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For many of our students, procrastination is a monster hiding in the closet.
At least once a semester, one of us will receive a last-minute email from a student with a question that, had that student been working on a project in advance, he or she would have asked days before bumping up against the deadline. Or, similarly, we will sometimes receive questions from students an hour before class claiming that the link that we sent for the day’s reading did not work.
These are the telltale signs of students suffering from procrastination syndrome. And it would be easy to say, “Start earlier next time,” and then move on. But as we note the level of anxiety, panic and supercharged emotion that our students express when they come clean about a botched timeline or poor planning, we realize that working through a habit of procrastination is too important a quality-of-life issue for our students to dismiss so easily. As we’ve asked them: Isn’t it better to know what sort of monster is hiding in the closet than to wait for it to come lurching out unexpectedly -- and at the worst possible moment?
It seems to us that the more we understand procrastination and think it through with our students, the more we can help them build lifelong habits that allow them to be successful in our writing classes. Indeed, antiprocrastination habits can also help students manage the many competing priorities in their busy schedules as well as help us all remember what’s really important in life.
The Many Faces of Procrastination
When you get right down to it, procrastination really involves the what-ifs of Murphy’s Law that whatever can go wrong will go wrong. This should be the main motivator behind procrastination awareness. It’s always a good idea to have a backup plan. Don’t put off getting started on a project because it feels like it will be easy to put together. Start assembling resources, outlining, thinking forward and scheduling activities to avoid the unexpected. When a project is due, leave yourself plenty of wiggle room for issues with printing, traffic, parking, finding the drop-off place for paperwork, etc.
A health sciences team that one of us once worked with famously told and retold the story of a National Institutes of Health grant application that was five minutes too late for the FedEx truck. An important project was delayed funding for a whole year because a copy machine ran out of paper and the team had not allotted enough time to the final stages of the job. The more we can help our students realize that these sorts of habits -- being prepared, starting early, problem solving in advance -- can make or break a project, the sooner they can start taking action.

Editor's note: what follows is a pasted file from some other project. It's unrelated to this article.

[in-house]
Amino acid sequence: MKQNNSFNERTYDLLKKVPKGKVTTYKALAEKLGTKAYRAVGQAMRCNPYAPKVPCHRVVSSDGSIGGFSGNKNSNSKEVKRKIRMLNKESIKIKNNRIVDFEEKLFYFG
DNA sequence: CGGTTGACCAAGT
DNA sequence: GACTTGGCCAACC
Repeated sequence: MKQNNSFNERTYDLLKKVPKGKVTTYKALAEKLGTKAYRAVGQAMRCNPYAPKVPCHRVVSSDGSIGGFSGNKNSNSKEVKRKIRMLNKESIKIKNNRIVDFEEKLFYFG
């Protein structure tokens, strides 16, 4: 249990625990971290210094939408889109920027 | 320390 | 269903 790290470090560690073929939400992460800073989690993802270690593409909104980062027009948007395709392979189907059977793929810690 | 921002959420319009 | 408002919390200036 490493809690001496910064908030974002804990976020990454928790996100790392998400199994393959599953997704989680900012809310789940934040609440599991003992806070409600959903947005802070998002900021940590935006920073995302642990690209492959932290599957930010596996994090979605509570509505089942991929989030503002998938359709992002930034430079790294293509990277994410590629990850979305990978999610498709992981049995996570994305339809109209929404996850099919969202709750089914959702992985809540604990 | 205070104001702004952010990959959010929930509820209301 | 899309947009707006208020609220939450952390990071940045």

But what about students who have writing or performance anxiety? Such students stand to gain the most from developing antiprocrastination tactics. If they experience the gains that can occur if they start on projects earlier, they will begin to feel their anxiety lessen. If the paper is due in two weeks, they can start right away by analyzing and note taking on the assignment sheet, breaking the assignment down into discrete stages or tasks. That simple act will activate the composing process, launching the task in their minds. Starting earlier on the assignment or task might lead to better time management, including catching any unforeseen time sensitivities well in advance.
Complicating the picture slightly, procrastination does offer some positive possibilities. Sometimes writers need to put a project aside for a later time to let it stew or to allow thinking to mature. And if we teach our students that this approach can be a productive conscious part of their own processes, we can again help them to build more conscientious tactics. People who work hard not to procrastinate develop a good working sense of when to put something off strategically and when to dive into something more forcefully. Sometimes procrastinating on a project might be a sign that we aren’t quite ready to grapple with something about it -- perhaps for good reasons.
Helping Students Develop Procrastination Awareness
Procrastination syndrome is a tough phenomenon to deal with. It can take many subtle and not-so-subtle forms: the student who always seems to have a rough draft, no matter how much time he’s been given to write a paper; the student who always goes missing on the day a draft of a paper is due; the student who just always seems anxious about something.
In line with the context that we’ve offered above, we can take further steps to help students develop strategies to manage and work toward overcoming procrastination: